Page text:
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WATER WORLD
Flint mayor demands lead pipes be replaced after scandal
By Mira OBERMAN
Chicago (AFP) Feb 9, 2016


Replacing 15,000 lead pipes is the only way that residents of Flint, Michigan can feel safe again in the wake of a tainted water scandal, the US city's mayor said Tuesday.

"We have been emotionally traumatized and we need new pipes," Mayor Karen Weaver told reporters. "That's the only way the community is going to have confidence in what's going on."

Officials are accused of ignoring months of foul-smelling and discolored water, even as residents complained it was making them sick and tests showed elevated lead levels.

It wasn't until a local pediatrician published evidence of a huge spike in lead poisoning among Flint children in October that state officials admitted the water was unsafe to drink. Residents of the predominantly poor and black city of 100,000 have been using bottled water ever since.

Weaver said crews could begin pulling out pipes within a month if she is able to secure the $55 million needed to replace 550 miles (885 kilometers) of aging, corroded lead pipes with new copper pipes.

The work could be completed in about a year.

Lead exposure can have devastating impacts on young children by irreversibly harming brain development. It has been shown to lower intelligence, stunt growth and lead to aggressive and anti-social behavior.

Governor Rick Snyder -- who is facing calls to resign over his handling of the crisis and has declined requests to testify before a congressional panel investigating the scandal -- has pledged to address the damage done in Flint.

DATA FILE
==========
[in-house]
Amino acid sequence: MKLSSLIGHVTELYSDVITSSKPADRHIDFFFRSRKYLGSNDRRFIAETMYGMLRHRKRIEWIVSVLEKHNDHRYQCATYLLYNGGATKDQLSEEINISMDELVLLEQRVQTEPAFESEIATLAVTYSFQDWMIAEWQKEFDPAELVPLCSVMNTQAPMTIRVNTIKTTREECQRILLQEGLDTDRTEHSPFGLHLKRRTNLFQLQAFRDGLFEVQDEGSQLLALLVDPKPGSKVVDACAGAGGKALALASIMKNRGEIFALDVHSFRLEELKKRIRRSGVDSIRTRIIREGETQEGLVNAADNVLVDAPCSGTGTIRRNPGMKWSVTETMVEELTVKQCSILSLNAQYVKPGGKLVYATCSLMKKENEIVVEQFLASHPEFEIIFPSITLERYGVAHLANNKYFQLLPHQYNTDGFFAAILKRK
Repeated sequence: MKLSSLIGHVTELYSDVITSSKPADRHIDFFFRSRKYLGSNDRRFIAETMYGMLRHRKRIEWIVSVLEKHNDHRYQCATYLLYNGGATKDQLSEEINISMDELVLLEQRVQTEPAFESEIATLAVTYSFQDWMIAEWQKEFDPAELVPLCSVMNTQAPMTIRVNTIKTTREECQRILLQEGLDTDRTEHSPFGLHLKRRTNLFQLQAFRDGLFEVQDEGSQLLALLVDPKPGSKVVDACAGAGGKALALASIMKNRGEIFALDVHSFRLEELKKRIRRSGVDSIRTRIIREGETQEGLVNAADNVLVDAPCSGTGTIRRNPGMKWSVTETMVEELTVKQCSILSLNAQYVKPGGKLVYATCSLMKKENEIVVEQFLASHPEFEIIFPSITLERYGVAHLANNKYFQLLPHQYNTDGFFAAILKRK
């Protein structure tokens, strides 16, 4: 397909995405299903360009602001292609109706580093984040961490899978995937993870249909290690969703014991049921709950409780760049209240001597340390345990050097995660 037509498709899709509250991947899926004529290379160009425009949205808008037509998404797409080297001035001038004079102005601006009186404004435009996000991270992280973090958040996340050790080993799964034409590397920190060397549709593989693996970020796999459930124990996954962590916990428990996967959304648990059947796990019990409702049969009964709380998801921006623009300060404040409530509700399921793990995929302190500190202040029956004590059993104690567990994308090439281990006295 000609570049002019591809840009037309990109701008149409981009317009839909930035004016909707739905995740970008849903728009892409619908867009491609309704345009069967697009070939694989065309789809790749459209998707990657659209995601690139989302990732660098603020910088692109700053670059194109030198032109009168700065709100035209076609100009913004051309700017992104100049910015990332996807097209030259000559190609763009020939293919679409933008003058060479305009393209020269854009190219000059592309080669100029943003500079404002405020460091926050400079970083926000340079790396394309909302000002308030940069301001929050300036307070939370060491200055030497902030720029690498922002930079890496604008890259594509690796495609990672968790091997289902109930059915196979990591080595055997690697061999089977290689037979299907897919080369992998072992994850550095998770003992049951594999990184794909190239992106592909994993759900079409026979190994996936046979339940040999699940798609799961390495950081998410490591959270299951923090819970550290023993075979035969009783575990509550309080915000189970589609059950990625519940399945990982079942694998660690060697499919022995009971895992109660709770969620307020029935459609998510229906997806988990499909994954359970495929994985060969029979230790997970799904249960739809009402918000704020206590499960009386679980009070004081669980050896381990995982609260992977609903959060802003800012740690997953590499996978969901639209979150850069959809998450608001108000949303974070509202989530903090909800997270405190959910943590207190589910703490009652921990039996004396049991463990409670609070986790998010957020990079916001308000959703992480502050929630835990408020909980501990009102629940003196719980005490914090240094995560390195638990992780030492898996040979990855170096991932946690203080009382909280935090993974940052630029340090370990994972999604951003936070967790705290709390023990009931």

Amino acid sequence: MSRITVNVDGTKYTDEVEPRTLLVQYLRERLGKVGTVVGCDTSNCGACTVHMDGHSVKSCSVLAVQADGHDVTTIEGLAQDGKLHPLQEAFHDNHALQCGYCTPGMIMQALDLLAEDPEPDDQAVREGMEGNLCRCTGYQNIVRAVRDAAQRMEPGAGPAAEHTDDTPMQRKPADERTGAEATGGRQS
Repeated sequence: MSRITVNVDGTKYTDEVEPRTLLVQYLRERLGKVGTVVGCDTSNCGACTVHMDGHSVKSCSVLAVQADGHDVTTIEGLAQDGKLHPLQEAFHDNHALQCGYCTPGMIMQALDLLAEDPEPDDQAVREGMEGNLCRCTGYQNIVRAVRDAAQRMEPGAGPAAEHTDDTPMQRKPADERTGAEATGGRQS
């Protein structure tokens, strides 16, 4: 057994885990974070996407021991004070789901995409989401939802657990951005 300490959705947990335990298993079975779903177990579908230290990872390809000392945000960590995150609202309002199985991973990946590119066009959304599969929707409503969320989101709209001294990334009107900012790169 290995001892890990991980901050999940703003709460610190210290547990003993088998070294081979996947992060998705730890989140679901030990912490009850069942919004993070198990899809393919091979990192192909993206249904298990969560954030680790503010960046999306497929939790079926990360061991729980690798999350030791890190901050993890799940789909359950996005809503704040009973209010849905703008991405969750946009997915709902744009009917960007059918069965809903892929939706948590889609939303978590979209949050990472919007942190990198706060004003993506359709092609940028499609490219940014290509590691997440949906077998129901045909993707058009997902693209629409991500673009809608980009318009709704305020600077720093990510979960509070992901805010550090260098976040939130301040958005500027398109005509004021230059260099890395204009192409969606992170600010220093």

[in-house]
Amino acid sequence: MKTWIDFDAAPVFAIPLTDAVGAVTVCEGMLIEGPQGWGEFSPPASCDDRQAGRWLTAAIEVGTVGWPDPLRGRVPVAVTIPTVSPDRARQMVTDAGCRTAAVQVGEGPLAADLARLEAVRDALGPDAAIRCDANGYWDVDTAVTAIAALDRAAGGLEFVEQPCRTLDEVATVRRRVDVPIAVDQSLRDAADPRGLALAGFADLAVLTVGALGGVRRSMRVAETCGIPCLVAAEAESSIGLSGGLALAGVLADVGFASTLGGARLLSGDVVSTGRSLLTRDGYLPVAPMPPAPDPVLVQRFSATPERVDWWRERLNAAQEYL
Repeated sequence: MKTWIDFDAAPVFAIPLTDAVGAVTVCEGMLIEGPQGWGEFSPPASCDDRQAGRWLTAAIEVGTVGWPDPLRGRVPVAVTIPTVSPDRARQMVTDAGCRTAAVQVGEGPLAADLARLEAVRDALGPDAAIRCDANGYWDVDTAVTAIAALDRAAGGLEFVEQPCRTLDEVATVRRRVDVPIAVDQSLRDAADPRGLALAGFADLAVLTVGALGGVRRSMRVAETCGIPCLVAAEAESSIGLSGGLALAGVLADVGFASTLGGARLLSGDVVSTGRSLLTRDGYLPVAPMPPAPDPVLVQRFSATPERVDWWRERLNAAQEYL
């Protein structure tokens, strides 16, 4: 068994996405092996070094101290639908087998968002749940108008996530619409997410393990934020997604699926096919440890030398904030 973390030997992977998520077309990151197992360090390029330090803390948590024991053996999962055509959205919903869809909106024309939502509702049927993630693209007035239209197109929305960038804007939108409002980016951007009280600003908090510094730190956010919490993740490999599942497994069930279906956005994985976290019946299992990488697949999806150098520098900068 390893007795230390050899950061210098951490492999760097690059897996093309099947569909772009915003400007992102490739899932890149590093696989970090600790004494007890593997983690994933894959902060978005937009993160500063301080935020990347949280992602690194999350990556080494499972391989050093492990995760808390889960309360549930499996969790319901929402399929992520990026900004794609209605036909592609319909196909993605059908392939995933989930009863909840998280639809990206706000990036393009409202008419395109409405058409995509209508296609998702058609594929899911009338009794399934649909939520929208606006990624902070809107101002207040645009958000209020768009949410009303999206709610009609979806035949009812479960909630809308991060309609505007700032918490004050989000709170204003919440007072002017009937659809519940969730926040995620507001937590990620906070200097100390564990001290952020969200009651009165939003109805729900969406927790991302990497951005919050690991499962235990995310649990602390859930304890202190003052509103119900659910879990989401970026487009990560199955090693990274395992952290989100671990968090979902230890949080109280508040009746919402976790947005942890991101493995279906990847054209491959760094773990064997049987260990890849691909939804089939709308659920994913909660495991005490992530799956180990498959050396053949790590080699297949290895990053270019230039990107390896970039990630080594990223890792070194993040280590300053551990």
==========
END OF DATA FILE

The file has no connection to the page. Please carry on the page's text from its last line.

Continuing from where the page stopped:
But he has not yet supported calls to immediately begin replacing the pipes, saying that the short-term solution is to restore a protective coating that stops the corrosion.

That simply won't work for Flint, Weaver said.

"We will never be confident that the biofilm has built back on. That's a tough one for us," she told reporters.

The cash-strapped city was reportedly hoping to save $5 million over two years by drawing water from the Flint River beginning in April 2014 rather than continuing to buy it from nearby Detroit.

The US Justice Department launched an investigation into the crisis last month and Michigan's Attorney General Bill Schuette has also launched an independent investigation.

He told reporters Tuesday that the former prosecutors and FBI agents leading the investigation will determine if any laws were broken.

They will also be investigating whether the poisoned water could be blamed for any deaths, which could lead to involuntary homicide charges, special prosecutor Todd Flood said.

When asked if Snyder could be exempt from the investigation due to executive privilege, Todd said: "No one can get away from a crime."


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